The Blind Miner Of The Wasatch
James Leroy "Roy" Newman (1894-1974) - Back To Utah Historical Sites
Roy Newman was blinded and nearly killed when a stick of dynamite misfired in this mine in 1929. But the determined miner recovered and returned to work his mine alone - for another 45 years!
The belief that rich lead, zinc, and sliver ores lay deep in the mountain kept Roy working; he did encounter low-grade veins of oar. He drove 1,600 feet using only hand-held drills, a four-pound hammer, explosives, and his ingenuity.
Though blind, Roy could faintly detect light in the corner of one eye and he used this ability to keep the mine workings straight. Roy would set a carbide lamp in the middle of the track, several hundred feet from the mine's working face. Then he would stand a pick, with its handle up, in the track a few feet from the face. Standing between the pick and the face, Roy moved his head back and forth until the pick block the light. Repeating this process, he was able to continually center and straighten the workings.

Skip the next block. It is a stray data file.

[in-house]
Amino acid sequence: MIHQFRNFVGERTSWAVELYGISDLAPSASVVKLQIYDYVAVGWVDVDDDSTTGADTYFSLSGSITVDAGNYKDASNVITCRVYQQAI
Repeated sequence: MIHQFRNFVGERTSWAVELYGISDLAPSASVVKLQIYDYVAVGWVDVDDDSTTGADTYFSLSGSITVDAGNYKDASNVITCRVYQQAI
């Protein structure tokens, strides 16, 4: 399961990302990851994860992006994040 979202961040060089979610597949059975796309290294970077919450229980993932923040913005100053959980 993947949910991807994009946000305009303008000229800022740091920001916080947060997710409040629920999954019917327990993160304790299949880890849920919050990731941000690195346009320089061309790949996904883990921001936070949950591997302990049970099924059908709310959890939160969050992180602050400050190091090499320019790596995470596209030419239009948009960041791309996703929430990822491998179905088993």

Roy lived alone in a cabin near the mine through the pleasant summers and long, harsh winters. With the help of friends and family, who kept him supplied with food and other basic needs, he maintained his optimism and persevered. "I like the challenge that Mother Nature presents the miner who searches for her secrets," he said.
Directions: This historical marker is located approx 7.5 miles up Big Cottonwood Canyon. After you pass the S turn you will continue approx 2.8 miles. Look for a very large pull out with several signs that tell you about the area. The mine entrance and the area around the mine are posted No Trespassing. But if you stand on the other side of Big Cottonwood Creek you can get a good view of the mine entrance and a little ways inside the mine. With a good zoom lens you can get a pretty good picture. Please obey the No Trespassing signs and do not enter the mine.